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Learning How NOT To Have Healthy Relationships Thanks To Your Parents

healthy relationships

Healthy relationships

Learning How NOT To Have Healthy Relationships Thanks To Your Parents

You can learn a lot from some parents about how NOT to have healthy relationships

Occasionally we run into a client or receive a comment from a reader who grew up in an irrelational system—parents, say, who were, or are, hard-core irrelation shippers—but somehow have been able to avoid becoming compulsive caretakers themselves.

What to say? It is possible that we can see and feel each other’s hurt and take care of each other in healthy life-affirming ways. We just have to do it together.

Among the first examples was a woman, we’ll call her Evelyn, who has avoided irrelationship all together. Evelyn’s parents were—are—in an irrelationship for coming on 40 years. Theirs is a marriage of frigid emotional distance, fierce antipathy, and even deceit. A marriage where each partner has incessantly threatened (and promised) to leave, but stayed “for the children” (even still, with children well into adulthood, that is the favored excuse for sustaining irrelationship).

When Evelyn read our first few blog entries she was struck with how well irrelationship described her family. Evelyn is a woman who, now her 30’s, has been able to sustain a long-term intimate and loving relationship with her partner, Marie, for many years. A relationship that Evelyn and Marie agreed was founded on reciprocity—a seemingly natural state of give-and-take that was a departure for both of them from their childhood environments.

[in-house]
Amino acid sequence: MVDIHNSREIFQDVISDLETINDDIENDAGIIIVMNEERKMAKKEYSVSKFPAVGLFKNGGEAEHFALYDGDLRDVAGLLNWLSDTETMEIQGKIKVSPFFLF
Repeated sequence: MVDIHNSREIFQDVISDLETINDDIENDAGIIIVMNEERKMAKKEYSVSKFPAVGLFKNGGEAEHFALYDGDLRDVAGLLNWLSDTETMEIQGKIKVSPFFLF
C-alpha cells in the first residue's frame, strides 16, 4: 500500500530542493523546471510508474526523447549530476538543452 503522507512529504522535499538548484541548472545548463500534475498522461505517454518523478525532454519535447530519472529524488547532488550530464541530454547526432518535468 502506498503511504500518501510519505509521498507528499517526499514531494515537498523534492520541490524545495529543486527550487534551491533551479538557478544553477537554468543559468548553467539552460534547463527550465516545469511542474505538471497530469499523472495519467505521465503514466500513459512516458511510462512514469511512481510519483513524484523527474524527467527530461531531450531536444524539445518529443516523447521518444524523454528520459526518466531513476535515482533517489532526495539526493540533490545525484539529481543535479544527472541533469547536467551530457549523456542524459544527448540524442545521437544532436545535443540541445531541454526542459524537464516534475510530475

“Early on, I stopped to question my blueprint,” says Evelyn. “There had to be another way.”

There are such examples. And though we believe that much of is unresolved in our childhood is repeated in our adult relationships, we also believe that we can work through the fears and anxieties that keep us trapped in the sad and lonely isolation of irrelationship.

But it is an atmospheric change, a paradigmatic one, often not possible without a high degree of insight and effort. A jail-break from irrelationship is likely to feel like thwarting the proverbial fait accompli.

We keep discussing this experience, as we read vignettes and talk to people who have had, and are having, irrelationship experiences where it seems that each person who sees him or herself and/or their history through this lens seems like the par excellence example of what this is—what irrelationship is, what it does and doesn’t do. A story of sadness and loneliness, of unmet needs and stultified desires.

“What’s striking to me,” one of us wrote to Evelyn, “as I read the description of your history, your life in an irrelational family system, is that I felt it again—that feeling like you, the system that you grew up in, was (is?) irrelationship par excellence. And yet, like something right out of Hegel, I also felt the exact opposite: that each irrelationship story/experience is as unique, singular and individual as the people—often the two at its central core, sometimes all the impacted others (say, in a family system)—who make use of them to protect themselves from the terror, the oft times crushing anxiety, of being vulnerable and at risk.”

Still, Evelyn and Marie’s is a story of hope in what sounds like a sea of despair—including Evelyn’s description of her mother’s later life “missed chance” (to divorce her father when she found our he was having an affair) and her brother’s repetition of more of the same (her brother is married miserably in irrelationship), with children who, as he’d seen all through his upbringing, are the perfect reason for staying stuck in irrelationship.

What is it? What might it be that allows some to recover, and maybe more surprisingly, avoid repeating our parent’s routine? Could it be “monkey see, monkey don’t?” The differences—sexual orientation, family dynamics? Children? No children? Income level? Advance degrees? Fulfilling careers? Political involvment? etc—between us, between, say, Marie, Evelyn and their role models? Surely, as Evelyn stated, “not that simple.” And though we tend not to seek smoking guns, something’s up.